Sunday fire leaves Laconia family temporarily homeless


LACONIA — A fire caused by teenaged boys smoking in the attic caused about $50,000 in damage to a home on Old North Main Street Sunday around 5 p.m.

Fire Chief Ken Erickson said the boys, who were about 16 years old, had left the three-story house and later noticed some smoke coming from the attic. One of the boys ran back into the house and took a little girl who was on the first floor to safety.

The children's mother had just left for work, but returned immediately after her son called her. She stayed in her car with the young girl while firefighters extinguished the blaze.

Erickson said the there was a lot of fire in the attic but because it was unfinished, it was extinguished fairly quickly. He said most of the damage to the rest of the house, primarily on the second floor, was from the water used to put out the fire.

"Even though there was a significant amount of fire, not all of the water we use turns to steam," she said.

Erickson said there were multiple phone calls initially made to the 9-1-1, so the lieutenant in charge called immediately for a first alarm that brought crews from Gilford and Belmont to the scene.

He said when Assistant Chief Kirk Beattie arrived, he called for a second alarm when he saw the size and age of the home, but most of those departments were canceled immediately. Meredith firefighters stayed to assist.

Erickson said it took a long time to overhaul the attic and make sure the fire was completely extinguished.

He said the family was assisted Sunday night by the New Hampshire Red Cross but is insured. There were no injuries.

06-06 attic fire

Boys smoking in the attic of this home at 1420 N. Main St. accidentally caused a fire Sunday. (Gail Ober/Laconia Daily Sun)


Belknap County considers overseer for inmate workers at county nursing home

LACONIA — Belknap County Commission Chairman David DeVoy (R-Sanbornton) has proposed hiring an additional employee for the Belknap County Department of Corrections whose primary responsibility would be to oversee inmates who work in the kitchen at the Belknap County Nursing Home.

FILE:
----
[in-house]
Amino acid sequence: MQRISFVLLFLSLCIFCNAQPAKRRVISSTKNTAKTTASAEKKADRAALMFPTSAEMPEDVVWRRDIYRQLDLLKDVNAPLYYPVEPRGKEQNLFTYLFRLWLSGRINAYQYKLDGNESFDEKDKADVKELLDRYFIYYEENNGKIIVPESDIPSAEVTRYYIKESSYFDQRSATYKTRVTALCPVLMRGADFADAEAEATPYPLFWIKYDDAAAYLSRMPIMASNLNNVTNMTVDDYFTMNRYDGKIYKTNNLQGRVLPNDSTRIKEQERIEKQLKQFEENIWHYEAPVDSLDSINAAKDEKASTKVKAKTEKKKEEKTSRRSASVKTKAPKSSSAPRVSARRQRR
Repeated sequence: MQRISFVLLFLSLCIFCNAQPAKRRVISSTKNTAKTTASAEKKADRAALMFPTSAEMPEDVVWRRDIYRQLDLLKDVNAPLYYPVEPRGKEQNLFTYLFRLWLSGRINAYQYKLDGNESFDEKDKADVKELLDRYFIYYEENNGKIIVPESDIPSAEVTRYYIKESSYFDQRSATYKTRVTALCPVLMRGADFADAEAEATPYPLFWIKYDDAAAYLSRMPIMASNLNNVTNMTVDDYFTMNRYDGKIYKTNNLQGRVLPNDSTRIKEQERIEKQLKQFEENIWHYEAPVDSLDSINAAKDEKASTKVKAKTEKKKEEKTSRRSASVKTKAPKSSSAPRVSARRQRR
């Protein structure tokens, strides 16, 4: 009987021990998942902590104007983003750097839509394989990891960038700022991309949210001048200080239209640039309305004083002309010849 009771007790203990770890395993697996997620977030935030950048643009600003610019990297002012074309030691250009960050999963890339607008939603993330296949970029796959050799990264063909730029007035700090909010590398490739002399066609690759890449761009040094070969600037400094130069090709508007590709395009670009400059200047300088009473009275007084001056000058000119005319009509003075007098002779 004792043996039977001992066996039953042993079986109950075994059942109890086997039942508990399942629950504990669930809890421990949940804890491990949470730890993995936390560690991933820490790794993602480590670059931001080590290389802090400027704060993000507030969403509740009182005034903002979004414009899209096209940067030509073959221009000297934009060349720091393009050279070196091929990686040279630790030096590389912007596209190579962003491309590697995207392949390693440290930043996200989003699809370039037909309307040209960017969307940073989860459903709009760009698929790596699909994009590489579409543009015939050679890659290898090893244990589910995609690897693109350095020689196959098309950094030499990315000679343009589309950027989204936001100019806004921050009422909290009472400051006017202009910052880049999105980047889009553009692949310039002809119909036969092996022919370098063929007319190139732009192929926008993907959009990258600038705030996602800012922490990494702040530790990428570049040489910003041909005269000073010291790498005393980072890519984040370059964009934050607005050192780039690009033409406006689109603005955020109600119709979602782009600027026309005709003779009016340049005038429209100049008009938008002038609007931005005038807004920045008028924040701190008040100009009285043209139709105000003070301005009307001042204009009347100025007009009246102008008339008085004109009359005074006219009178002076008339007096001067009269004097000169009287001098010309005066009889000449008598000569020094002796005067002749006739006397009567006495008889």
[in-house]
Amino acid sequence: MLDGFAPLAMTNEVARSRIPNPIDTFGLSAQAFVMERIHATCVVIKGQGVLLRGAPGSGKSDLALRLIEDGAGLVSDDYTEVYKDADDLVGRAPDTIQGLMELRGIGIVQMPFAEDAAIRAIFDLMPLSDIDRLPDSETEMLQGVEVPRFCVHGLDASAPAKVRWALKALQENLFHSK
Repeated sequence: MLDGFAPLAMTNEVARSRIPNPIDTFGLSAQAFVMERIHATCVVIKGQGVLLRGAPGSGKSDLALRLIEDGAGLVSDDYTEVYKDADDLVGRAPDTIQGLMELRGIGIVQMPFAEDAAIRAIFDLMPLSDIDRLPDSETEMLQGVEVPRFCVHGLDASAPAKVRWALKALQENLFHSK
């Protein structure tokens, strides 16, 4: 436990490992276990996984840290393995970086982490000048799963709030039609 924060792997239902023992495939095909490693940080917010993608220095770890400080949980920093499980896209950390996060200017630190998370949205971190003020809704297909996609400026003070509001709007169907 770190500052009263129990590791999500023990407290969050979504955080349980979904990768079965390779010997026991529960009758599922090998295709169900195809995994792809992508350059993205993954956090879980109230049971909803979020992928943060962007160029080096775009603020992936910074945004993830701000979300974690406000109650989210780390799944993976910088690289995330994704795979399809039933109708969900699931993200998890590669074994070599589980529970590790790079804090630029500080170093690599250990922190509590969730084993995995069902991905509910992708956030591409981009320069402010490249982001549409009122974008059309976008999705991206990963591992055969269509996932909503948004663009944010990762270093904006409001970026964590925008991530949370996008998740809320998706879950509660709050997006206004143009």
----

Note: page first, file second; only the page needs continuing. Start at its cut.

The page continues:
DeVoy made the proposal at Friday's meeting of Belknap County Commissioners saying that he was "concerned about the path we're being led down to hire more full-time employees to work in the kitchen at the county home."
Last month commissioners approved hiring four part-time workers for the county home kitchen after receiving a report that the use of inmate labor as dishwashers in the kitchen is not working out well.
Carolee Sliker, dietary manager at the nursing home, said at that meeting that a pilot program in which inmates are being paid $3 a day for work in the kitchen has seen "a parade of inmates coming through the kitchen who have behavior issues and do not want to work."
She proposed replacing the inmates who work in the kitchen with her own staff from 4 to 7 p.m. and hiring four part-time dishwashers who would be cross-trained as dietary aides so they could help serves the residents at supper.
She said that hiring the part-timers would cost $40,000 a year, which translates into an additional $20,000 for the rest of this year and that funds would have to be transferred for that purpose. Commissioners approved that proposal.
She also said that s that in the future the county needs to look at replacing other inmates who work in the kitchen with four full-time staff members, which she said would cost $208,000 a year.
But DeVoy says that he thinks that having inmates work in the kitchen is an important part of changing their behavior so that they can learn responsibility and prepare themselves to re-enter the community once their sentences have been served,
"Having a corrections officer there would increase their efficiency and help get better job performance from the inmates," said DeVoy.
Sliker has said that those who do want to work and do a good job are quickly lost as they qualify for work release programs, requiring the cooks to constantly train new inmates, which she said involves paying overtime for the cooks.